Monday, January 25, 2010

Dimai - Part 2

From Deir Abu-Lifa, we drove up farther into the hills.  You can detect the road markers along our route.

Below: Two road signs.  One for the Petrified Forest and the other which went to our left, directed visitors to Widan Elfaras an old stone quarry.  We are headed to the Petrified Forest.

Below:  As we sat on the edge of this small valley, VB told the driver that we had no wishes to re-enact Thelma and Louise.  We drove down, and yes, between those rocks there is enough space for an SUV.  On return, a good pace is needed to clip over the edge at the top of the hill. 

Below:  In the valley, looking back.

Below:  This was as far as we could get due to the blowing sand the week before. You can see where the trail becomes too deep for travel. 

Below:  We left the valley, and a kilometer or so away we arrived at the Petrified forest.  These remains are scattered throughout this area.

160 meters (524 feet) above sea level.  Before descending we stop to enjoy the view.

Below:  Another road sign, indicating the way down the mountain.

Finally, Dimai.

Below: The rooms of the castle.

Below: The walls of Dimai.

We lunched at Dimai, outside the walls, and decided to make a last minute stop to visit Lake Qarun.   Both Qasr el-Sagha and Dimai are guarded by boabs.  There is no entry fee, and not many visitors at all, but it is customary to tip the boab.  We were completely alone to explore both sites - it doesn't get any better than that.   It would have been nice to spend a bit more time at Dimai, but we had had a long day.  Several cars of visitors arrived just as we were departing Dimai.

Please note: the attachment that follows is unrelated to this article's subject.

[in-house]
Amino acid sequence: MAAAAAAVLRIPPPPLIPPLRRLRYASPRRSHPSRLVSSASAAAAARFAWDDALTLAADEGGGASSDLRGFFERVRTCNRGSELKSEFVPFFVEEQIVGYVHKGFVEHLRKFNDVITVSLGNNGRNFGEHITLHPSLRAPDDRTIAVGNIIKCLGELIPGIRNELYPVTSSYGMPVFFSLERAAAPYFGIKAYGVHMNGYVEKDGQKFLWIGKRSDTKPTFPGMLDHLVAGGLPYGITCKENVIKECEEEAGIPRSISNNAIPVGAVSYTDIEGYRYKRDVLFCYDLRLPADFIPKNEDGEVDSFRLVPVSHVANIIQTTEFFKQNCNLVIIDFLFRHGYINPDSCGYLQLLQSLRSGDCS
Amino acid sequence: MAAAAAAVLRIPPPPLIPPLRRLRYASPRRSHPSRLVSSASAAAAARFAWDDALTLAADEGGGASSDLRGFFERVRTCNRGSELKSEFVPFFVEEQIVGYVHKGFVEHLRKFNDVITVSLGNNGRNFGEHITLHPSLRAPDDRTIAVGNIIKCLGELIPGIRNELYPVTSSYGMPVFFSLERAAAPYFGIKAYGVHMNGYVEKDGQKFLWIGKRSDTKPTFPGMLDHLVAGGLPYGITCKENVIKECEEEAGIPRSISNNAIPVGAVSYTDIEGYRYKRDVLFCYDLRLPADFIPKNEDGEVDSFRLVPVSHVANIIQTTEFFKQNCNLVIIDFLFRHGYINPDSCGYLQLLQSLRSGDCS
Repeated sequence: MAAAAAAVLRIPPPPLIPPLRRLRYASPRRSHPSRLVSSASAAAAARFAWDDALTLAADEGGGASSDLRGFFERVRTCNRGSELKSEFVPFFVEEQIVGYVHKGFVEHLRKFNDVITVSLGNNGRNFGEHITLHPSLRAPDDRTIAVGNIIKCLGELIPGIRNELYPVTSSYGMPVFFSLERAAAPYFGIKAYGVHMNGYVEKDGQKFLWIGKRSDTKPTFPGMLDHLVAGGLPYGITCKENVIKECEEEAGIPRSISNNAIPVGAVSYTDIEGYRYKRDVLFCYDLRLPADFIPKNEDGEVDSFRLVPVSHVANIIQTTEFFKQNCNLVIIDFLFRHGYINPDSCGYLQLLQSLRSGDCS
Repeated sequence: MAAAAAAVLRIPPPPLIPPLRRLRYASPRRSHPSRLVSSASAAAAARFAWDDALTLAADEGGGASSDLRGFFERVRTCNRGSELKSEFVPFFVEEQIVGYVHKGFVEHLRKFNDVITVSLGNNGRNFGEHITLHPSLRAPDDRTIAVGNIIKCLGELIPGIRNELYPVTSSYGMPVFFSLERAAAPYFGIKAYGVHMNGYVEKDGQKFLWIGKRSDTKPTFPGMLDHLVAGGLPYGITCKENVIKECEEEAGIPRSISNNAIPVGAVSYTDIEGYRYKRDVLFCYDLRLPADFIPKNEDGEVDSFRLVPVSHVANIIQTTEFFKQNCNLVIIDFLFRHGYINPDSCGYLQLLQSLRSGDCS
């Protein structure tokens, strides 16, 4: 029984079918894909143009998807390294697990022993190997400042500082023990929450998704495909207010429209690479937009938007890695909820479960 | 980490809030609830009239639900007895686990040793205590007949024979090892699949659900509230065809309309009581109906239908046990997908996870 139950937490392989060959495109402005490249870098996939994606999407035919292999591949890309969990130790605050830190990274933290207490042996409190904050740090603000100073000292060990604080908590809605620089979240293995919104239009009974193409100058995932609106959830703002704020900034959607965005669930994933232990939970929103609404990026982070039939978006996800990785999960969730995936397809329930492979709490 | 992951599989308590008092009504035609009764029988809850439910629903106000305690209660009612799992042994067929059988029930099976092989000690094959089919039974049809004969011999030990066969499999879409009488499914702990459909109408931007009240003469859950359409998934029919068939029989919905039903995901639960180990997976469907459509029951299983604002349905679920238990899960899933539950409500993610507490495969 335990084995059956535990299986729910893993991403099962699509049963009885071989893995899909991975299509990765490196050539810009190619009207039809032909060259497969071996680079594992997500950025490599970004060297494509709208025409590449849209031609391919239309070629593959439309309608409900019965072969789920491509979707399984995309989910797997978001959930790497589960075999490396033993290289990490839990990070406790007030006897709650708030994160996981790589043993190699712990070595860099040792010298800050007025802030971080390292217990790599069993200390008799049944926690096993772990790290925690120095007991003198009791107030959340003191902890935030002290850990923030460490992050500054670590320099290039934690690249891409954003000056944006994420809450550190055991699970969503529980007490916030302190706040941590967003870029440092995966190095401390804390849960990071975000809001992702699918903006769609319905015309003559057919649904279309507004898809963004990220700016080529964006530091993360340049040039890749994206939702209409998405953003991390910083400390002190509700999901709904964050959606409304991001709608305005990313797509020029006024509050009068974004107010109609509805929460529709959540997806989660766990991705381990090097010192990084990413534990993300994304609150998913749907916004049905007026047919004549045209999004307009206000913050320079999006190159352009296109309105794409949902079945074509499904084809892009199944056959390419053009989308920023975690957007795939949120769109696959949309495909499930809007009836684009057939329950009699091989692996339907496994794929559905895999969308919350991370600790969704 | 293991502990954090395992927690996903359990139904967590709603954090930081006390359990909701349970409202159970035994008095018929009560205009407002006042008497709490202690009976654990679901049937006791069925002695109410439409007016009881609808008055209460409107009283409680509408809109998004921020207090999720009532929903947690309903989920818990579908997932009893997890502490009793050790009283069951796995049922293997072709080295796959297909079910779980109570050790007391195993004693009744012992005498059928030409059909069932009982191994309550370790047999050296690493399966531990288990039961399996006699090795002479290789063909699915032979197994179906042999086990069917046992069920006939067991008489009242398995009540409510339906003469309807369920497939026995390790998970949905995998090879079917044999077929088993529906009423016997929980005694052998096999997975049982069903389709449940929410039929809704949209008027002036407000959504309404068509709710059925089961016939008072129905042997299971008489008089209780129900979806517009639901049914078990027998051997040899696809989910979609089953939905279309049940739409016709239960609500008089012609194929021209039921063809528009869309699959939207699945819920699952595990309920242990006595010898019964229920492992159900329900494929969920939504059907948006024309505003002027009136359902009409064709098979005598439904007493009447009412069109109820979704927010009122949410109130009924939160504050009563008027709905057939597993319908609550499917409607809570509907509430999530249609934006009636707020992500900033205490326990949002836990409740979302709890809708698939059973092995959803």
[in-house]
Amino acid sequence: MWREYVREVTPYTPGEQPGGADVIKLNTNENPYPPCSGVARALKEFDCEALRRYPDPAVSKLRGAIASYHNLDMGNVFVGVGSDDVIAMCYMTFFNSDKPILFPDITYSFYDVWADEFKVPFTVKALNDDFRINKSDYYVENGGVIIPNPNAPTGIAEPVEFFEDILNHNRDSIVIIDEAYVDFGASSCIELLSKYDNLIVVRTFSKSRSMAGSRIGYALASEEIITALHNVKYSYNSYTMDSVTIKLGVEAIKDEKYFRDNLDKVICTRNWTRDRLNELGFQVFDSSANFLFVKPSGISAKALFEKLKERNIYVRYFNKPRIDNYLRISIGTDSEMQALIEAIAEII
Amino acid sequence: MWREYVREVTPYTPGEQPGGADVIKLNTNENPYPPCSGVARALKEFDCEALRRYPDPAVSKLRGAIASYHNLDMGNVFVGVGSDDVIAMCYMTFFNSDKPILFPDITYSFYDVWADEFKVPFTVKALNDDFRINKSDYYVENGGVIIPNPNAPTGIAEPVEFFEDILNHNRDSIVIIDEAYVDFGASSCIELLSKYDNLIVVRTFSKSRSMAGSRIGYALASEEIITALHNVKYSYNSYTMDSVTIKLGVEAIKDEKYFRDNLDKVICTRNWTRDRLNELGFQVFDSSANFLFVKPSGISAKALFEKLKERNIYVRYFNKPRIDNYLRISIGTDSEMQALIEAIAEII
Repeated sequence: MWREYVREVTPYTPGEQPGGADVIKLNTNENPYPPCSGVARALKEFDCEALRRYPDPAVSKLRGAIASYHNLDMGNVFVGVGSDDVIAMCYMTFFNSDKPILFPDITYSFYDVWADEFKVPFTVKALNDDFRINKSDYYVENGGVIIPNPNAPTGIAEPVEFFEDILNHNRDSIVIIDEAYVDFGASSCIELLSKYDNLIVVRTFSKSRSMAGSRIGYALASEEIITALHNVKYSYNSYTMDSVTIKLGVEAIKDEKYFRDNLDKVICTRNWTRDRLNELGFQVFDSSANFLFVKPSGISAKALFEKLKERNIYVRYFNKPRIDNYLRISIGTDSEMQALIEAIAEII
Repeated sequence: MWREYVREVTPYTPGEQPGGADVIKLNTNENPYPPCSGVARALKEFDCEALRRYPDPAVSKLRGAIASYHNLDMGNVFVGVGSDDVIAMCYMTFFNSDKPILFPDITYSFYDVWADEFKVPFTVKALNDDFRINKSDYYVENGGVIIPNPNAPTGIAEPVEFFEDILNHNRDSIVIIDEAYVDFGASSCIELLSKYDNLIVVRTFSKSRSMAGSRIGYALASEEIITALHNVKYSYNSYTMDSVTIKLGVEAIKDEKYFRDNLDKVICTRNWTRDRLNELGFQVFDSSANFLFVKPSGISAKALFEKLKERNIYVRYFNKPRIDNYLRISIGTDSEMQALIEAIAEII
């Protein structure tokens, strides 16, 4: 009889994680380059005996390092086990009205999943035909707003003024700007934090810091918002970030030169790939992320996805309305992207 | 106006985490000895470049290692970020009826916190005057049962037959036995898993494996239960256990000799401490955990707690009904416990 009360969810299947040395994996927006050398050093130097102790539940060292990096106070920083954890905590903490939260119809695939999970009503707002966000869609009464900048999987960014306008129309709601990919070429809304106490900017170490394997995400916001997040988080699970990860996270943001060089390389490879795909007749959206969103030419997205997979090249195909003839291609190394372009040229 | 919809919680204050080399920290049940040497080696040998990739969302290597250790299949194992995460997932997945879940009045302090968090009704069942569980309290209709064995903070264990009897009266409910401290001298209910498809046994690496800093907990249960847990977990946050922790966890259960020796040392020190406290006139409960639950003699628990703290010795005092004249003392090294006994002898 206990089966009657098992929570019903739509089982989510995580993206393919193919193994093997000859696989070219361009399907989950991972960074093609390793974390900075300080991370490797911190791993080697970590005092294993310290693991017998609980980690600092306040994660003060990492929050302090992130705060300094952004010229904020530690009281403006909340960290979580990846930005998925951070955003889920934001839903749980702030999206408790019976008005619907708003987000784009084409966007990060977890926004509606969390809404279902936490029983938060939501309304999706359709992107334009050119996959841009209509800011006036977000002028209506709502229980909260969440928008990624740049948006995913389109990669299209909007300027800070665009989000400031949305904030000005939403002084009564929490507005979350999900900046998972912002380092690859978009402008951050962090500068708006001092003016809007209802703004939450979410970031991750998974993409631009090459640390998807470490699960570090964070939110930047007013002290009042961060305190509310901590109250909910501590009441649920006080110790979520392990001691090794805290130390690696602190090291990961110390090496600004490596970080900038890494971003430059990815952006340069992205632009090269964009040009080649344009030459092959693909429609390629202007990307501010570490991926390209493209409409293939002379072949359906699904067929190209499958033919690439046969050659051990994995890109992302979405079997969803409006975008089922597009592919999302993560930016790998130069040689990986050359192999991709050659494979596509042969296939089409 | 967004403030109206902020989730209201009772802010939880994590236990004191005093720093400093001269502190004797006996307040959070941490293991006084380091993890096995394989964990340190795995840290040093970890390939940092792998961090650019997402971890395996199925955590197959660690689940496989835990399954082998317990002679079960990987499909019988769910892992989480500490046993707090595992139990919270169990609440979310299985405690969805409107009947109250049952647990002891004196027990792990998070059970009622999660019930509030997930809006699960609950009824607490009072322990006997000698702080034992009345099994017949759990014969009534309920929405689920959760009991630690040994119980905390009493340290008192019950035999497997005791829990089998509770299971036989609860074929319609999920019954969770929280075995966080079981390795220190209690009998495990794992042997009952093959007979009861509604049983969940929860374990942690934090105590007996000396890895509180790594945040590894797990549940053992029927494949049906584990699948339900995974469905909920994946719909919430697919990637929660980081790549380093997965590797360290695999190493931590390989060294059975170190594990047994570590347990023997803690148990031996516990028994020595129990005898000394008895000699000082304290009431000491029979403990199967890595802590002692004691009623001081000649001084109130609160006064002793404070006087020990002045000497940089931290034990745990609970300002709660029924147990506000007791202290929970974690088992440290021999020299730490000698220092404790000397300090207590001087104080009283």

These are huge rock formations along the way to Lake Qarun.  (The photos of Lake Qarun weren't very good.)  Lake Qarun is 43 meters (49 feet) below sea level.


Below: Just outside of the cemetery, the drivers decide to race.

Below:  Back to the City of the Dead (cemetery), and then home.


Qasr el Sagha and Dimai are great for day trips.  The air is clean, and the skies are blue, something we don't get in Cairo.  There's no gas stations once you get to the desert people, so make sure you have a full tank of gas, food and drinks.  We took two cars, just in case of unexpected problems, like getting stuck in the sand.  And a GPS also helps, which one of the drivers had.  We had a great time and plan on doing it again when we have visitors.  It's not far from Cairo, it's not crowded, and it's a bit of an adventure, as well.

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